A user since August 9, 2000, Fairy is the second youngest E2 users known, born December 14, 1987. She's a Lavender Fairy from Australia and is in year 7 at The Tooth Fairy's School For Young Fairies, majoring in spells, and has been seen around Everything granting wishes to young noders. She is Tegan.

Both her and the youngest user have mottos suspiciously similar, were introduced to Everything by their brother, and are fans of Harry Potter, but, I can assure you, they are different people.

Her brother's identity is presently unknown.

Update: On April 11, 2001, the user EasterBunny was born and entered the world of E2. He's now the youngest noder, though his status as a 'noder' could be disputed, as it's uncertain that his two writeups were written by his own hand or whether his cat does the writing for him, as does sensei's cat.

A slang term for an effeminate gay man.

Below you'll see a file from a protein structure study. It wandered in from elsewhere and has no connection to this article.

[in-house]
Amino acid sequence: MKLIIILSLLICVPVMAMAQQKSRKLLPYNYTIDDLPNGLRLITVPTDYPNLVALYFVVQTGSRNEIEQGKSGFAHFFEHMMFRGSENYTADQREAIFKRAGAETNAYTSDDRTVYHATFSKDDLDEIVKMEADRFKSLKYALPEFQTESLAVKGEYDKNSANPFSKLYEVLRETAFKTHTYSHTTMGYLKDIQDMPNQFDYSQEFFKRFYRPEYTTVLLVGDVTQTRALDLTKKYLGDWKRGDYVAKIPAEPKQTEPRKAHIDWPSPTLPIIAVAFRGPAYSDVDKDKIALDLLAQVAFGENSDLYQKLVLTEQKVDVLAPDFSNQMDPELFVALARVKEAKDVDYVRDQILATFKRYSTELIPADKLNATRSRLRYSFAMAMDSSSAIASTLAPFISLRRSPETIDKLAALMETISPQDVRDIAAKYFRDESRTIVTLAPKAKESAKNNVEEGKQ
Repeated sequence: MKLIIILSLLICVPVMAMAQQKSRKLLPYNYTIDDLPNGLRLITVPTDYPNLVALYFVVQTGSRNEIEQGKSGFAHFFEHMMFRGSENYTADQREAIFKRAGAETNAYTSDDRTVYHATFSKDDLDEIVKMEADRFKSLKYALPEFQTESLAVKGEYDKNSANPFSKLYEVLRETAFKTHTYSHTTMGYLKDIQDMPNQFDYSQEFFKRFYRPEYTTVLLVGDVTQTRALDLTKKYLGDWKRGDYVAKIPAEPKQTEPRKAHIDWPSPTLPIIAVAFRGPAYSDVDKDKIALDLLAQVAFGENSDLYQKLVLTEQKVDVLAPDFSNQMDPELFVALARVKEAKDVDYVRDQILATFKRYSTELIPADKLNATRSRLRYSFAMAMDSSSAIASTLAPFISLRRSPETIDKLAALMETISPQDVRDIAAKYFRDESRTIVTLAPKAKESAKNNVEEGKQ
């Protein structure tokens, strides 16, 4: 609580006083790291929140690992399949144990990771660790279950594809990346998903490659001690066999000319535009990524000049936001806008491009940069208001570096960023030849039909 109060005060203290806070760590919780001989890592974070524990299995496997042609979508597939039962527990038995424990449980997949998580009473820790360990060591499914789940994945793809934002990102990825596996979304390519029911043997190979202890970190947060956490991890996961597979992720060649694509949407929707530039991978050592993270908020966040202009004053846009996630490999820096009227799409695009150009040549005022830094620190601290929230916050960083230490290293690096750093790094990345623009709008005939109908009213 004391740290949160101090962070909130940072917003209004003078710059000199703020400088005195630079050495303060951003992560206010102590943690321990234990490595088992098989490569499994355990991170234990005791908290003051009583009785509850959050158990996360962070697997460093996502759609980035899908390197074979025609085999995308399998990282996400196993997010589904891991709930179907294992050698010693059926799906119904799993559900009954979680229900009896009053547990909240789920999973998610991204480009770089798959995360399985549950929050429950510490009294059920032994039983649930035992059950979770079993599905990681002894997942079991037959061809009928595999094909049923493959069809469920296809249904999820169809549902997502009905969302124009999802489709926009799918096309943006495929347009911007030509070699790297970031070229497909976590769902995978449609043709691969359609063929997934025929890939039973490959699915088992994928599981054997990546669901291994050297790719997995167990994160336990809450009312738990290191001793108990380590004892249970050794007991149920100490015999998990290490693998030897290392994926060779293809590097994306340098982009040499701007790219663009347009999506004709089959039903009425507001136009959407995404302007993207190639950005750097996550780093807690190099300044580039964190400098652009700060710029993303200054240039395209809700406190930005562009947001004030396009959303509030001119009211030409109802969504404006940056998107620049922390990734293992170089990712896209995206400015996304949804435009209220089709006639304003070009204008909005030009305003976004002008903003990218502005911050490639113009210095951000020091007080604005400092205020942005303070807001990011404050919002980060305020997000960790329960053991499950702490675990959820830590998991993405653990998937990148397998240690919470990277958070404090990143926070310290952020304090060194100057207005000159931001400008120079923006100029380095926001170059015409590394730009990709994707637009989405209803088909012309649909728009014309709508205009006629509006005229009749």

"Fairy" is sometimes used by straight people in a broader and much more derogatory sense to refer to any gay man (regardless of swishiness) or any effeminate man (regardless of orientation).

This is one of those in-group terms, like nigger, that can be extremely offensive when used by someone who's not a member of the group, but is not offensive when used by a member of the group.

Stereotypically, a 'fairy' is a generic "little pixie with wings" Tinkerbelle sort of creature. However, "fairy" is actually a very general term covering almost all humanoid earth spirits. Brownies, pixies, pysks, dryads, gnomes, leprechauns are friendly fairies. Any fairly small and/or ethereal otherworld being with a generally humanoid form can be considered a fairy. Some fairies, however, are malign and should not be dealt with]

Fairies usually have some "magical" abilities, although some more than others. Brownies move quietly and can disappear even as you watch them (and they're reputed to bless houses, and be exceptional leather-workers.) the winged fairies/sprites may have elemental powers, of course the magic of flight, they can create fairie rings to hold ritual and celebration in, and they can be asked to join in a human circle for magical aid.